Although I have provided it with negative headlines at the top. These feedbacks may be correct in parts. In addition, they are a mirror of the emotional state of your managers. And especially at the beginning of a change process, the resistance expressed in this way is not only conscious, but also happens unconsciously.
A good outline of the resistance provides the following diagram. I find the division into a conscious/unconscious and open/hidden resistance revealing. Rebels, know-it-all, naïve and saboteurs you will probably know from past initiatives. My experience is that you can best win rebels and naïve people for a transformation project. Convincing know-it-alls is more difficult, because they are (too) convinced of themselves, often there is a lack of willingness to reflect on other arguments as important and to adapt one’s own attitude. The saboteur is the most difficult group, because here a conscious undermining takes place in secret. The saboteur is the main source of opportunist resistance. But saboteurs can also be won over to the need for change.
How do you recognize opportunist resistance?
But how do you find reliablesupporters, and how do you recognize opportunist resistance? The following points might help:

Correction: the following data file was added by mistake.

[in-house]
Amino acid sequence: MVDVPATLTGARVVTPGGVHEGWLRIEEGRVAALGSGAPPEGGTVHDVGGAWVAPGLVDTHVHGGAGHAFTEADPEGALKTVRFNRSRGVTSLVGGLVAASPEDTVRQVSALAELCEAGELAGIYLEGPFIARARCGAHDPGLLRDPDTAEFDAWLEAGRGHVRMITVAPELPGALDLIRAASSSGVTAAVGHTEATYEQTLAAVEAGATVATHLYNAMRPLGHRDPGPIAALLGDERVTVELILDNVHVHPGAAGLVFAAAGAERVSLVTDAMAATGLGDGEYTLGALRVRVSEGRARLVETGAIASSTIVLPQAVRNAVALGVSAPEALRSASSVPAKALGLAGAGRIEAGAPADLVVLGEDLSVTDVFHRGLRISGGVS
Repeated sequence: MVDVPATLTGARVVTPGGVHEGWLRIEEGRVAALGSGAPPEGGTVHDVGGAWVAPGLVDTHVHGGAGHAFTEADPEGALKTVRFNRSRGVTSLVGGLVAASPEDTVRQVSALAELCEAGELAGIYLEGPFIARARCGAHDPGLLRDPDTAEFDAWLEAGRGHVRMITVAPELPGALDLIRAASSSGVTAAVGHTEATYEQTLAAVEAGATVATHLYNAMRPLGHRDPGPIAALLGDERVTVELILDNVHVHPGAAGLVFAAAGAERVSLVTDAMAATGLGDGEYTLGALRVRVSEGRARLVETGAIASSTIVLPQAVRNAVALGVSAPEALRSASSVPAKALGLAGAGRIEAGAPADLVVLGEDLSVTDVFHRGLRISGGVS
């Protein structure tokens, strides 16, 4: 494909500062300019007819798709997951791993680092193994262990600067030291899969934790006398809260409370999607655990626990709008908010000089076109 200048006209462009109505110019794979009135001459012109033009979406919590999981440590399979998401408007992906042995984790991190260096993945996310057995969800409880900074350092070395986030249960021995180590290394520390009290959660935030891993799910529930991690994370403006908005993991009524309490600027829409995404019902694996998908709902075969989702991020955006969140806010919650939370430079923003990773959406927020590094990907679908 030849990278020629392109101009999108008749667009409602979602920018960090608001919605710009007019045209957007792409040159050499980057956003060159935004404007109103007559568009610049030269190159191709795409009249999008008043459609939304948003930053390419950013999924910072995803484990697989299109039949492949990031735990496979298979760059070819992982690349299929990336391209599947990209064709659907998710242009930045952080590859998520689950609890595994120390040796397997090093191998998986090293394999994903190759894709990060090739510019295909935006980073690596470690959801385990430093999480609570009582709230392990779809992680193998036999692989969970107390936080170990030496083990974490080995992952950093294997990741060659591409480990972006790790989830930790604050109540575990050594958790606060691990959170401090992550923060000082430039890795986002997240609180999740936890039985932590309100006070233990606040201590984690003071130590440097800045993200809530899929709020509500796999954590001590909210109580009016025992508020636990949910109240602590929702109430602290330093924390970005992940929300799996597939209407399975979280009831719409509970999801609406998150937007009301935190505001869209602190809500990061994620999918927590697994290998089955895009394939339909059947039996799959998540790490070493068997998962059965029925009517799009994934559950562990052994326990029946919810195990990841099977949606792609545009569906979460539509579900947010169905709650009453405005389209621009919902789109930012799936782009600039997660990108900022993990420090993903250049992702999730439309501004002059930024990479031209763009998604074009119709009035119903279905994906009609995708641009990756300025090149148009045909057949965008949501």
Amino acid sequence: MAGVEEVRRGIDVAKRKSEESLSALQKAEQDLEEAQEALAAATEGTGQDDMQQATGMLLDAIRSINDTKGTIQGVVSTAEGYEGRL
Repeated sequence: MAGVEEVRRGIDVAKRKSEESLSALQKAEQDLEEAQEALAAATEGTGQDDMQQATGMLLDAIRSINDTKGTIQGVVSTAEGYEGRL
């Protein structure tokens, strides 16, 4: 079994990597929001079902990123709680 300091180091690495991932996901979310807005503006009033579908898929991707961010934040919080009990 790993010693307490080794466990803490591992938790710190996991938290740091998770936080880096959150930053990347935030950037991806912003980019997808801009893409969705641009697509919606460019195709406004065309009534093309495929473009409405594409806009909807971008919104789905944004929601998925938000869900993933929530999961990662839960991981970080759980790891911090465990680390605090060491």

- Who actively participates in the discussion, who is more passive or even missing (more frequently)?
- Who gets involved in an argumentative level and is willing to discuss along problems?
- Who not only supports, but also contributes their own ideas, shows interest or even enthusiasm?
- Who weighs superficially and does not respond to arguments?
- Who usually argues from the first-person perspective and not from the corporate perspective?
- Who remains in the above-mentioned patterns of dissent, doubt, or threat, even if the points have been refuted with good arguments?
- Who remains in problem mode and does not open for solutions?
- Who discusses irritably or even aggressively and is not open to feedback?
- The body language is revealing disinterest and rejection is clearly recognizable.
Over time, it becomes clear who you can rely on, or who may even be on the road as a saboteur. It helps if you systematically record who shows openness in the meetings, discusses along the arguments, does not deviate, does not initiate distraction manoeuvres, participates in the discussion, is constructive and reflective. And who doesn’t. You should have one-on-one conversations if you feel that someone is playing dishonestly and exploring the motives. Moderation and coaching competencies foster the process of convincing your team. In addition to recognizing tactical manoeuvres, you must discuss problems in their context, stay on the ball, stick to solutions, and not jump from problem A to B and C.